Supreme Court Rejects Cablevision’s Appeal
On Monday, the U.S. Supreme Court said that it would not hear an appeal by Cablevision Systems Corp. to the Federal Communications Commission’s (FCC) must-carry requirement that forces cable systems to carry programming of broadcast television to stations.
The court upheld the 1992 law in a 1997 hearing that obligates cable television companies to carry local broadcast stations. However, Cablevision said circumstances have changed since then and the monopolistic nature of the cable industry has been replaced by stronger competition.
Cablevision’s appeal was rejected by the high court without any comment, siding with the FCC.
Last year, a U.S. appeals court in New York upheld the FCC’s decision to require Cablevision’s cable systems on Long Island to carry WRNN, a station from upstate New York that broadcasts mostly home-shopping programming.
Cablevision, which is the nation’s fifth-largest cable TV operator, then appealed to the Supreme Court. A number of cable television companies supported the appeal, including Time Warner Cable Inc. and the National Cable & Telecommunications Association, an industry trade group.
Spokesman at Cablevision Jim Maiella said WRNN moved its transmitter so that it could be located within Cablevision’s services area and it has no local viewers.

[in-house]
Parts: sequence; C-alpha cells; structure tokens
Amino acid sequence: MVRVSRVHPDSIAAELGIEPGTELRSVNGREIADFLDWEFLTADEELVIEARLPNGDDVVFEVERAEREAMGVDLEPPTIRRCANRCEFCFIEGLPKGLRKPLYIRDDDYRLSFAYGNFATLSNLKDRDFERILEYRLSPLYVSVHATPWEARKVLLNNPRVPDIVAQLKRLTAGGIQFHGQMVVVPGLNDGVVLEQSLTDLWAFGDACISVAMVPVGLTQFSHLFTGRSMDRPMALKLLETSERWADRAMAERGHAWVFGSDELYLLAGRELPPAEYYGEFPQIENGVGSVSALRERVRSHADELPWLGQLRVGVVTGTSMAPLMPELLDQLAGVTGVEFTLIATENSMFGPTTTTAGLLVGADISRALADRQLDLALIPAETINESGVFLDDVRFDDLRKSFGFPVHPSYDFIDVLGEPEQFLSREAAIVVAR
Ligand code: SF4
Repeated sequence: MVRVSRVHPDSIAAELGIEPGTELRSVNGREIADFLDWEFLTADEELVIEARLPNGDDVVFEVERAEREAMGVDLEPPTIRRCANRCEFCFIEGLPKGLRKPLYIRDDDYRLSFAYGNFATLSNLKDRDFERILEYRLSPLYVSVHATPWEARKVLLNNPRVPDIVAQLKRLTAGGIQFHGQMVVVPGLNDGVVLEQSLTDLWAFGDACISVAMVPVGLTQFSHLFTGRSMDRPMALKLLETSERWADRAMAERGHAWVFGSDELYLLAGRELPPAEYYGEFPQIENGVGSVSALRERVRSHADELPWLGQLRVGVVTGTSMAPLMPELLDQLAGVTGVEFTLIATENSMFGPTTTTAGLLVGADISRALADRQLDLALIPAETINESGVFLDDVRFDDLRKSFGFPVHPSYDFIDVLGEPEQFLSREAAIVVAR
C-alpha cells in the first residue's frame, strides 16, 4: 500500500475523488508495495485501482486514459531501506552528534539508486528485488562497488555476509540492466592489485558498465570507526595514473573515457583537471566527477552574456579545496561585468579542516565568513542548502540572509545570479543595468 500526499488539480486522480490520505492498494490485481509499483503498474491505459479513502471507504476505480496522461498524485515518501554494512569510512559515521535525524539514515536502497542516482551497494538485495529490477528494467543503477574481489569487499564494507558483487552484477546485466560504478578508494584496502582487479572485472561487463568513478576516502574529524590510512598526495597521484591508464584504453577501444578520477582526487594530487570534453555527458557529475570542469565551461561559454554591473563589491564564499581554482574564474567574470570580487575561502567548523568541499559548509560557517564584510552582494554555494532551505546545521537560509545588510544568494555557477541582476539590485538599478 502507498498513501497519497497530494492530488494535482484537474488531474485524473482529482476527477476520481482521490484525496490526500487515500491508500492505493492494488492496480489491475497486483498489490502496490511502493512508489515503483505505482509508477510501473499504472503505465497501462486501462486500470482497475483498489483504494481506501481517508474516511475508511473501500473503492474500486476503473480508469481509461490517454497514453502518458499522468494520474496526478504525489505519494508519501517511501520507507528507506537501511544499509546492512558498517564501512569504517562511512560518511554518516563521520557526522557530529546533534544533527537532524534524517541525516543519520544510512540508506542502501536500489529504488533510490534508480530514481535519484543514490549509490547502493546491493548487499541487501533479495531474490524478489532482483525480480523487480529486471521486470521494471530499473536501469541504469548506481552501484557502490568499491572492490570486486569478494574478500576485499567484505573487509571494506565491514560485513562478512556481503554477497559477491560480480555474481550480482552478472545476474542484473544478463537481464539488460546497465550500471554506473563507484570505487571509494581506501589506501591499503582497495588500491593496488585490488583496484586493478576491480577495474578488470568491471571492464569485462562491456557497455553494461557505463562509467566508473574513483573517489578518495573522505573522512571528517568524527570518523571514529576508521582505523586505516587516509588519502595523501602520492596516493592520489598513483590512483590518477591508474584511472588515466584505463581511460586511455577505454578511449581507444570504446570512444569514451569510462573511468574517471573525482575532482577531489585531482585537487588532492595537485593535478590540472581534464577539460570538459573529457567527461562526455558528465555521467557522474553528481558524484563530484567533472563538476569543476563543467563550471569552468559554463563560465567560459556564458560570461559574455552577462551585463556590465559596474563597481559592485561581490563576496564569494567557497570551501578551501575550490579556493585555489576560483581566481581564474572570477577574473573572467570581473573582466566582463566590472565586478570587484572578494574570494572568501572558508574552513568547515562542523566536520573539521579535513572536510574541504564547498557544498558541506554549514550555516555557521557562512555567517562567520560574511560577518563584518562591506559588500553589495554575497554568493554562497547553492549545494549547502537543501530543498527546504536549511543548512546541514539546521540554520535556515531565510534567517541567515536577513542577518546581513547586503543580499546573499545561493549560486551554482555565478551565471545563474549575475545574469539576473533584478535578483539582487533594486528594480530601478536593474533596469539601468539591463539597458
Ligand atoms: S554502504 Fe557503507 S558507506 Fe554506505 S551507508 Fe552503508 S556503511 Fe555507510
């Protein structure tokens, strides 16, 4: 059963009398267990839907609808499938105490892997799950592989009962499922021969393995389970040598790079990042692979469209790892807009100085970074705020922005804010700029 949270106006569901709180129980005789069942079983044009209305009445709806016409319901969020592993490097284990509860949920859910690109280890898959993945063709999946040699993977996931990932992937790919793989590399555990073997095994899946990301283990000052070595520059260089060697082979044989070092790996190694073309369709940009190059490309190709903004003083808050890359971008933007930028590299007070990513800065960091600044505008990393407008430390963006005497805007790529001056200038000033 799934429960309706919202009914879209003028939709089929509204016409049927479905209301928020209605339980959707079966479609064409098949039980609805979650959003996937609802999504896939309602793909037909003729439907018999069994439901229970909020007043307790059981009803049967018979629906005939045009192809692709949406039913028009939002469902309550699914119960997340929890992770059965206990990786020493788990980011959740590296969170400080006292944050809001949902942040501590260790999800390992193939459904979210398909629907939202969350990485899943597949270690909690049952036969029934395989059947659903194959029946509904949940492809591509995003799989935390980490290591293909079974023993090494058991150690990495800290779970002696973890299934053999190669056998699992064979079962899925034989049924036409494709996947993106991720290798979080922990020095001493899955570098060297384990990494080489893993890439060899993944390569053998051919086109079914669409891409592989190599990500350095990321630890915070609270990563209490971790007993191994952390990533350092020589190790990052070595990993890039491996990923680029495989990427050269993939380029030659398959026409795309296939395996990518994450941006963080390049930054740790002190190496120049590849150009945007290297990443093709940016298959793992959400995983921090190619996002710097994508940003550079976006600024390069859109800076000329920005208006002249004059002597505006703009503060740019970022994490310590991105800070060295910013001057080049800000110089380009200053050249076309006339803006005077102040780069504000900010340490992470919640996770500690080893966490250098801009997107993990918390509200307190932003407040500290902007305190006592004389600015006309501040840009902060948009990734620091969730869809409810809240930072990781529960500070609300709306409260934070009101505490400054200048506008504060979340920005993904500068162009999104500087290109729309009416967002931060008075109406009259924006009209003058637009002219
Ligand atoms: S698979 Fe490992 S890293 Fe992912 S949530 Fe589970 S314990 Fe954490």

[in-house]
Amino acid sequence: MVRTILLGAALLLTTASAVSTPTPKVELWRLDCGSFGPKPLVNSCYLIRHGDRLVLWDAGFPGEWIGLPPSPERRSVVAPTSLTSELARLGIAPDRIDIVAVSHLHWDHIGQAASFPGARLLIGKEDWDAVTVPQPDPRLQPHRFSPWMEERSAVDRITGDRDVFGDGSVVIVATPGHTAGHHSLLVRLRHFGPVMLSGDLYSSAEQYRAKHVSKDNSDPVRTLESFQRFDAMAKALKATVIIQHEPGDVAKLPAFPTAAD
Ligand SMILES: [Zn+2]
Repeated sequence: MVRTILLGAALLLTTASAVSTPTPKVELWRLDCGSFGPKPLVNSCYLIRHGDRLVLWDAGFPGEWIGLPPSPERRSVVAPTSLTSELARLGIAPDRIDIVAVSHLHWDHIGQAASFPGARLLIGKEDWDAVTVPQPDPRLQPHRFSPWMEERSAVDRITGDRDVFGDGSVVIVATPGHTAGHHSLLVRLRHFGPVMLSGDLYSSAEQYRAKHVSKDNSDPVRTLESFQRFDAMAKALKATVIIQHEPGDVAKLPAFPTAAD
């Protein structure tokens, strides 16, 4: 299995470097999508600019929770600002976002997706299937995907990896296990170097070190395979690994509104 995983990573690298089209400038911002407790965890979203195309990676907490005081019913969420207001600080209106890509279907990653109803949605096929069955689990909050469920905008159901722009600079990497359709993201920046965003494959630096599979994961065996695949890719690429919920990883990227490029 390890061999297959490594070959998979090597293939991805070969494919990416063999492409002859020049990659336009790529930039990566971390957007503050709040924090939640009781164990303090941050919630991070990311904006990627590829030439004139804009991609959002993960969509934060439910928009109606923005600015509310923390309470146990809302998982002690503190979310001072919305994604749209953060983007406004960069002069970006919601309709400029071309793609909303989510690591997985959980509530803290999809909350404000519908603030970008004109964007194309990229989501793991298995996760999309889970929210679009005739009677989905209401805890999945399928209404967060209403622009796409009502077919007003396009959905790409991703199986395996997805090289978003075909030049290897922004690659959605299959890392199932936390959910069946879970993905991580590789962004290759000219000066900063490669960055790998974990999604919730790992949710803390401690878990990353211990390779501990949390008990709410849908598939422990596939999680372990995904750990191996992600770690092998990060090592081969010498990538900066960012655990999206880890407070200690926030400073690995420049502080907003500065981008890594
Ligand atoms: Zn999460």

“In doing so, WRNN has exposed just how obsolete these regulations have become, especially in light of the vigorous competition and other market conditions that have developed over the last decade,” Maiella told Reuters.
The National Association of Broadcasters said the higher court’s move validates its long-standing assertion that must-carry rules protect the public’s access to niche broadcast programming, such as foreign language, religious and independent TV stations.
“Today is a great day for the millions of Americans who rely on the diverse line-up of programming supplied by free and local broadcasters,” NAB Executive Vice President Dennis Wharton said in a statement.
The Supreme Court’s action comes during a time of standoffs between programmers and distributors over retransmission fees, or the amount broadcasters charge to distributors who deliver the free-to-air signals to their subscribers.
In the past, broadcasters have allowed cable companies to carry those signals for free. However, as advertising rates fell, they have been pushing for this alternative revenue.
The 1992 law required cable operators to devote as much as one-third of their channels to local private and public broadcast stations.
A spokeswoman for the FCC declined to comment on the Supreme Court’s order rejecting the company’s appeal.
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